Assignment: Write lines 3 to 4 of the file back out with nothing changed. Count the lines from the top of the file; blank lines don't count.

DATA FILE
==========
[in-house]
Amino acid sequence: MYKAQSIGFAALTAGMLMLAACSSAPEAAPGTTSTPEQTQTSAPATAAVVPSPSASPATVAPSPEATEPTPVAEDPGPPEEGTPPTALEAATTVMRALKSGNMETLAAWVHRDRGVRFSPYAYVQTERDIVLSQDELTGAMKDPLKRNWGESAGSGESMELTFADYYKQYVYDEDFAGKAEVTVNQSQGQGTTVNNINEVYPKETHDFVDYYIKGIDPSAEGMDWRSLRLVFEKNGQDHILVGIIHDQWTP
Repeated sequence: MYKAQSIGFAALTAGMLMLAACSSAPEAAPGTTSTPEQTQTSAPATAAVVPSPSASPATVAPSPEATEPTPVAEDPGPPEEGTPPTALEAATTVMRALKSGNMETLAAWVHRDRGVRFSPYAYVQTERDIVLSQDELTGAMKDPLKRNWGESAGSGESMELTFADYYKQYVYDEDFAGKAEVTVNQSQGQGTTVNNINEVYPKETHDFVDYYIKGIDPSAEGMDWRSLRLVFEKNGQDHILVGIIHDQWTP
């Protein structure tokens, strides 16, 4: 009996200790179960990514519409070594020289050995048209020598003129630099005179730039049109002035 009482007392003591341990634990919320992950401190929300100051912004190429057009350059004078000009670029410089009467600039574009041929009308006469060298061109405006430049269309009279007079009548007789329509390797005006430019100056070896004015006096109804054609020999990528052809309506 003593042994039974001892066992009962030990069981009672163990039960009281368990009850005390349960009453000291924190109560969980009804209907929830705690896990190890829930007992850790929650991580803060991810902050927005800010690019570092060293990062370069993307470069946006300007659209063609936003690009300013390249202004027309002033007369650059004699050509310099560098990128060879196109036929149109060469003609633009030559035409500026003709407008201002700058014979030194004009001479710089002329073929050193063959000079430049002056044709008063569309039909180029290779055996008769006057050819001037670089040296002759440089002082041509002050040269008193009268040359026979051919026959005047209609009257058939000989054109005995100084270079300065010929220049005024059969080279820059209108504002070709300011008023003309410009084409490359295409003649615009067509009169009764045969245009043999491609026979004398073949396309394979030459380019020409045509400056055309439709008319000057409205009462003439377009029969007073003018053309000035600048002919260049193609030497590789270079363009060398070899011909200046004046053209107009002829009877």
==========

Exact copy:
Repeated sequence: MYKAQSIGFAALTAGMLMLAACSSAPEAAPGTTSTPEQTQTSAPATAAVVPSPSASPATVAPSPEATEPTPVAEDPGPPEEGTPPTALEAATTVMRALKSGNMETLAAWVHRDRGVRFSPYAYVQTERDIVLSQDELTGAMKDPLKRNWGESAGSGESMELTFADYYKQYVYDEDFAGKAEVTVNQSQGQGTTVNNINEVYPKETHDFVDYYIKGIDPSAEGMDWRSLRLVFEKNGQDHILVGIIHDQWTP
């Protein structure tokens, strides 16, 4: 009996200790179960990514519409070594020289050995048209020598003129630099005179730039049109002035 009482007392003591341990634990919320992950401190929300100051912004190429057009350059004078000009670029410089009467600039574009041929009308006469060298061109405006430049269309009279007079009548007789329509390797005006430019100056070896004015006096109804054609020999990528052809309506 003593042994039974001892066992009962030990069981009672163990039960009281368990009850005390349960009453000291924190109560969980009804209907929830705690896990190890829930007992850790929650991580803060991810902050927005800010690019570092060293990062370069993307470069946006300007659209063609936003690009300013390249202004027309002033007369650059004699050509310099560098990128060879196109036929149109060469003609633009030559035409500026003709407008201002700058014979030194004009001479710089002329073929050193063959000079430049002056044709008063569309039909180029290779055996008769006057050819001037670089040296002759440089002082041509002050040269008193009268040359026979051919026959005047209609009257058939000989054109005995100084270079300065010929220049005024059969080279820059209108504002070709300011008023003309410009084409490359295409003649615009067509009169009764045969245009043999491609026979004398073949396309394979030459380019020409045509400056055309439709008319000057409205009462003439377009029969007073003018053309000035600048002919260049193609030497590789270079363009060398070899011909200046004046053209107009002829009877």